In vivo Calcium Imaging the Infralimbic Cortex During Aversive Learning and Extinction
Ivy Chen ’21, Eden Forbes ’21, Abigail Jenkins ’22, Hero Liu ’22, and Professor Josh de Leeuw (Cognitive Science), Professor Hadley Bergstrom (Psychological Science), Professor Bojana Zupan (Psychological Science), Professor Lori Newman (Psychological Science)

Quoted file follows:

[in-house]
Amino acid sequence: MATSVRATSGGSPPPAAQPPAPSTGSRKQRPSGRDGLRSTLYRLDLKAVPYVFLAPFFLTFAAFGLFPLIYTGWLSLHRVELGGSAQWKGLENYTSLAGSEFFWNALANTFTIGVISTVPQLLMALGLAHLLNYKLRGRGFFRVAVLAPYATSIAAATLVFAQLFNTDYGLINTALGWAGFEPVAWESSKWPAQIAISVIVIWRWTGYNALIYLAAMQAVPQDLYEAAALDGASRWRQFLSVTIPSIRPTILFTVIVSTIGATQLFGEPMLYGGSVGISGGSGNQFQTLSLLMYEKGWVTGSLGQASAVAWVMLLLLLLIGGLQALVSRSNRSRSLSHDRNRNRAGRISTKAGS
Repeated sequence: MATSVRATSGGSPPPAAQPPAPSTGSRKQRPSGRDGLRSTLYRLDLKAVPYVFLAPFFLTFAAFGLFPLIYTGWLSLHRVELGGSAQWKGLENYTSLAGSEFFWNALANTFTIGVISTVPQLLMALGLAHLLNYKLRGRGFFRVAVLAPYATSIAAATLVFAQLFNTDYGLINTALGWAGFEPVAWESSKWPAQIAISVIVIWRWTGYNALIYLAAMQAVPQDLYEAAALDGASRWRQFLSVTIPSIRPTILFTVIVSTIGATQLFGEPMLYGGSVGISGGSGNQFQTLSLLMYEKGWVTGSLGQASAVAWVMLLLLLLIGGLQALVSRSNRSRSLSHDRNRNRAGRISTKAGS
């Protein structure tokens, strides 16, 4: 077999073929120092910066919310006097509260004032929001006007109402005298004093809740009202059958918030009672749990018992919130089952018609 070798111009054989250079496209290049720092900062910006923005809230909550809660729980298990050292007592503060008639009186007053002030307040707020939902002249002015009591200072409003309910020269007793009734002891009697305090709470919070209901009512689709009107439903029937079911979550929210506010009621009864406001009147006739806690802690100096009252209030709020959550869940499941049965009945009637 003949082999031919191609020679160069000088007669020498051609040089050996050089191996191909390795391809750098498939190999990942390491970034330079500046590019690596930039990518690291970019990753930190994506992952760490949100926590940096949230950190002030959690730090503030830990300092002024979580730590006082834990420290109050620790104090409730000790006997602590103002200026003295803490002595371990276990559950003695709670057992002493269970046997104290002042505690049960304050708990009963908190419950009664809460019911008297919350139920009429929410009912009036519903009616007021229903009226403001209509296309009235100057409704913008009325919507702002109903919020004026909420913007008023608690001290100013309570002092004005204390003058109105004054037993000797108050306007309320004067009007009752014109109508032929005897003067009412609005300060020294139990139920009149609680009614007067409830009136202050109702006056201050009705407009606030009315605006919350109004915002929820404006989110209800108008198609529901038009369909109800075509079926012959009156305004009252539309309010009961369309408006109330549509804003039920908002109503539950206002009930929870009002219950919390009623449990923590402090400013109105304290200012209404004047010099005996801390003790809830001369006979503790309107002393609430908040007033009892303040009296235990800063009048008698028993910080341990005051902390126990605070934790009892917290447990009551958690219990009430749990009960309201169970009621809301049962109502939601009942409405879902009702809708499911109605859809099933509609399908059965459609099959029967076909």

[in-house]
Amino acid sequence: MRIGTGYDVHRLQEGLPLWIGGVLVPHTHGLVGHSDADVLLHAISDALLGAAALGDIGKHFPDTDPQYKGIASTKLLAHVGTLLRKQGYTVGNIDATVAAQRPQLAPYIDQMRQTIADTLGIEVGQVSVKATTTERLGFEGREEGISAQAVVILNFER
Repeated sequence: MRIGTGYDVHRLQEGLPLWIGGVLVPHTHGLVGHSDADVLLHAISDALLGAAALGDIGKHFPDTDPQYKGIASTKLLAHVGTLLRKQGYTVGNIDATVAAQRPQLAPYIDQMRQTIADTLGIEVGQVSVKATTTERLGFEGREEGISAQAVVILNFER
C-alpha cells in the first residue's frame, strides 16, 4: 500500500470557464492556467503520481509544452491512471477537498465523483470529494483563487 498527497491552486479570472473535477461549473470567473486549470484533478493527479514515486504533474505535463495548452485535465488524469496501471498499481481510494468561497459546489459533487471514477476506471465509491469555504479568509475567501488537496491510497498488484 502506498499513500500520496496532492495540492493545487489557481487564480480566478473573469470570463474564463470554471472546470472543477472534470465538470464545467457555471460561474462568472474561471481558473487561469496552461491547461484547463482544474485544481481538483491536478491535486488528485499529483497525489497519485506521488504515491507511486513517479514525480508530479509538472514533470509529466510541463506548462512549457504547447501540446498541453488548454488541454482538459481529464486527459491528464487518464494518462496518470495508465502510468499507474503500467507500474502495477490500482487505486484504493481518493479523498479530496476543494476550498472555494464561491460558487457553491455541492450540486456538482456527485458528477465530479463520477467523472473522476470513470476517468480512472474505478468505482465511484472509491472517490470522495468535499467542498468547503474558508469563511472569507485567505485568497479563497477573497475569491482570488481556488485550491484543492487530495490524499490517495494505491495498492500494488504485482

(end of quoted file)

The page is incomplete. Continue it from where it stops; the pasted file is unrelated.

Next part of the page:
Functionality of the infralimbic (IL) subregion of the medial prefrontal cortex is required for aversive memory extinction. However, how groups of neurons (ensembles) in the IL respond over the course of aversive learning and extinction is unknown. This question is important because it is thought that coordinated ensemble activity underlies learning and memory. To address this question, a fluorescent miniaturized microscope (i.e., “the miniscope”) combined with a genetically encoded calcium sensor (GCaMP) transfected in the IL was used to record changes in calcium signaling dynamics at cellular resolution during aversive learning and extinction. With the acquired data, we are currently in the process of examining coordinated patterns of calcium signaling as well as freezing behavior using the open-source data analysis packages Minian and DeepLabCut, respectively. Frames gathered from miniscope imaging during the experiment will be used to track patterns of calcium signals from individual cells over the course of an entire behavioral session and across days using the Minian pipeline. From the behavioral videos, eight points (snout, left ear, right ear, middle of spine, base of tail, two points on tail, and tip of tail) on the mouse were labeled using DeepLabCut to create a skeleton which follows the animal’s movements based on a grid system. This information will be used to classify types of behavior (specifically freezing patterns) based on the body orientation and the velocity of movement. We are tracking changes in this behavior along with the neural activity over the course of fear conditioning and three days of conditioned stimulus extinction. These data will enable the analysis of ensemble activity in the IL while the animal learns and extinguishes an associative aversive stimulus.